by Steve Weston

CIOs: Are you ready for the BIoT? Making sense of blockchain joining the IoT

Jan 24, 2018
Internet of ThingsTechnology Industry

Blockchain technology doesn’t just power the world’s cryptocurrencies – it could potentially unleash the scalability of the IoT by addressing key security concerns – and it may overhaul your core business strategies in the process.

connection network blockchain artificial intelligence ai
Credit: Thinkstock

Last year, the infamous IoT acronym broke into the mainstream. The Internet of Things (IoT) describes the concept where everyday items are embedded with sensors and other electronic components to enable these objects to connect and exchange data.

But security concerns are holding back the development of the IoT. After all, if we can’t ensure the security of our connected devices, then adoption rates will be compromised. Analyst firm Forrester predicts IoT security issues will remain a threat in 2018 and that we’ll see more IoT-related attacks like the Mirai DDoS botnet that caused global havoc and crippled the servers of popular sites including PayPal, Netflix and Twitter. Forrester accepts such attacks will only grow bigger in scale and impact in the years ahead. 

The lack of a robust centralised security model is at the centre of these concerns – and this is where blockchain technology, and the cryptographic processes driving it, could make a significant impact. 

What is blockchain?

Blockchain technology overhauls the ways we store and manage data. It creates a distributed database. This is profoundly different from centralised database models currently used to store and manage the majority of the world’s data.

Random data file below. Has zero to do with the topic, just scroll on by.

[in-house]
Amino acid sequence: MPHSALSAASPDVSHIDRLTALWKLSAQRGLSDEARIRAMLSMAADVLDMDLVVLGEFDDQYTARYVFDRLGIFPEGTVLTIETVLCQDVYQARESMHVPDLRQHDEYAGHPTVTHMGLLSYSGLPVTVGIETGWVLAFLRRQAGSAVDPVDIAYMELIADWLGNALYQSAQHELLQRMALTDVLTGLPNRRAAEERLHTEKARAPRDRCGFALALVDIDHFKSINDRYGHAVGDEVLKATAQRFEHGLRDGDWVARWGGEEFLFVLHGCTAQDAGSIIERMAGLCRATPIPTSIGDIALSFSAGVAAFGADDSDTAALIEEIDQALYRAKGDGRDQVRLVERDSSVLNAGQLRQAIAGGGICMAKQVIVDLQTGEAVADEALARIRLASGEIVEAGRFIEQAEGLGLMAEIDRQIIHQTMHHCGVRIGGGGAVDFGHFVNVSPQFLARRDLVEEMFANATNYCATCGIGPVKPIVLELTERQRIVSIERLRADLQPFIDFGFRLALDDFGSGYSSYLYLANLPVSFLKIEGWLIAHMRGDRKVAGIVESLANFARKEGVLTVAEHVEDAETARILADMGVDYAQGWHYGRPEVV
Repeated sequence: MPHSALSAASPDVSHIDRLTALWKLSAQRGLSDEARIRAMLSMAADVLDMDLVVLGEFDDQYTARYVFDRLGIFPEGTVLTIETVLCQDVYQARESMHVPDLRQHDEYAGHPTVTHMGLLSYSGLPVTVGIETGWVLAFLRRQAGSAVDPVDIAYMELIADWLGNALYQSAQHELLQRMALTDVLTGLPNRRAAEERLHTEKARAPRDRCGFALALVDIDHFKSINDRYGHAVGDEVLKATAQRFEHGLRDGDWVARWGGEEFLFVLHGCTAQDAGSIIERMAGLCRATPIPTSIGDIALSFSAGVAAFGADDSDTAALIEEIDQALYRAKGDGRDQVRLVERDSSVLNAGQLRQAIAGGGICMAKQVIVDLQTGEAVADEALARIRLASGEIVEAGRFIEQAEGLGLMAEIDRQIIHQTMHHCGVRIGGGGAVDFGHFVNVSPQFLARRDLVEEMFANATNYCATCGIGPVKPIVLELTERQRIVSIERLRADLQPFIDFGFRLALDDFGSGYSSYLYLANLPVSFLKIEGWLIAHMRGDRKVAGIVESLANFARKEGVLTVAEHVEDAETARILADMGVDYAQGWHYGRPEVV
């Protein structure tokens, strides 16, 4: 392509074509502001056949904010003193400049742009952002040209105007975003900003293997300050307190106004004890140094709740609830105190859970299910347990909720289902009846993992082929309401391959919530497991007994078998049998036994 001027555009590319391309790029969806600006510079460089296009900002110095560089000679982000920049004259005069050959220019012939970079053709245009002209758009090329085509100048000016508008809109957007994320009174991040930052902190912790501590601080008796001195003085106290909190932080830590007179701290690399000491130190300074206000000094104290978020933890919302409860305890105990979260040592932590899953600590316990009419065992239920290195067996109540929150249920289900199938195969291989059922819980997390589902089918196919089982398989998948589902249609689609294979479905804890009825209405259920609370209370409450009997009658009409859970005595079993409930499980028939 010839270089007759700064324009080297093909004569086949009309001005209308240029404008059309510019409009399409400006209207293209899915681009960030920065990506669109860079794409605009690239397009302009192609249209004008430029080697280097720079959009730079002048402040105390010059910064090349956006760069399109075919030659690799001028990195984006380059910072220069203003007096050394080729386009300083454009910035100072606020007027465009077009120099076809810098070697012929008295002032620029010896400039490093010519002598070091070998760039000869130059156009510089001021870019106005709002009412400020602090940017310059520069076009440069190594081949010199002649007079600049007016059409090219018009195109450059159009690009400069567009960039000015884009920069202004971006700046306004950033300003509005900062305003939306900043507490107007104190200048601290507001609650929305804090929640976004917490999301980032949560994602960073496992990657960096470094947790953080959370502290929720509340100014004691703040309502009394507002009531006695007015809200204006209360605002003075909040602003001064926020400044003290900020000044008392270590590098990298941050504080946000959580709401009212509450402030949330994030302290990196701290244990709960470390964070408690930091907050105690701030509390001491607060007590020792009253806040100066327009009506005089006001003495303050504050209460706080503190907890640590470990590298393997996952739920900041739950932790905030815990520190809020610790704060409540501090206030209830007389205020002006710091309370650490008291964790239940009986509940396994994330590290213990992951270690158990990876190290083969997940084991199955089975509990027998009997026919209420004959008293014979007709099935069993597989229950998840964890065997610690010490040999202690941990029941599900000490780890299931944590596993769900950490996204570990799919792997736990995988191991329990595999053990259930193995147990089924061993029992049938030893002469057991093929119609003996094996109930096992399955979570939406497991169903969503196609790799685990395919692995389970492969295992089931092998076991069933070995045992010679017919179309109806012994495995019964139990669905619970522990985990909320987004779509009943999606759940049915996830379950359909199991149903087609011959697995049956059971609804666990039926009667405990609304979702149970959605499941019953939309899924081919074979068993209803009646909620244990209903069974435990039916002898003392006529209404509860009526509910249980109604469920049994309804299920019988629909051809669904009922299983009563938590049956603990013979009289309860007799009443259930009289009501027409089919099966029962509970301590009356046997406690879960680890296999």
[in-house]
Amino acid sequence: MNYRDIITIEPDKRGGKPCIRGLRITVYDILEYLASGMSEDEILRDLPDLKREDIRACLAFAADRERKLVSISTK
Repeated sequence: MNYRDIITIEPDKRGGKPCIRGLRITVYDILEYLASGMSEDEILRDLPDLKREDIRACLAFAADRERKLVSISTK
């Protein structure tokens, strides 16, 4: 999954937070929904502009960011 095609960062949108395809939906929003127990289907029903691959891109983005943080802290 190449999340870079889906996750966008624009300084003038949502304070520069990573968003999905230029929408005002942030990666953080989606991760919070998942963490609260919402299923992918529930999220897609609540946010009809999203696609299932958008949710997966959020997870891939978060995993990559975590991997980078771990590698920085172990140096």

It’s akin to the differences between storing information on Google Docs and a Word doc. If you write a Word doc and need to share it with your team for review, you need to wait until one colleague has made their revisions before you send it out to the next member of the team. That’s essentially how traditional, centralised databases work – you can’t change the same record at the same time. That’s how banks manage your money – you are briefly locked out from your bank account when you make a transfer. 

Blockchain is more like Google Docs. You can send out the document to your entire team and all parties can access it at the same time, and edit it. These changes are available simultaneously for everyone to see. No one is locked out and everyone in the network has access to an up-to-date version of the document. 

The technology behind blockchain is more complicated but it is, essentially, a shared ledger. It works by lumping together digital records into “blocks”. These blocks are then bound together into a “chain” chronologically and cryptographically using complex algorithms. 

This encryption process is called “hashing”. It is carried out on different nodes in the network and, if they all agree on the answer, each block receives a unique digital signature. 

In other words, you don’t store the exact details of the changes, just the fact it happened and the hash of the change. Once an update has occurred, it cannot be changed, and the update is simultaneously seen by everyone in the network.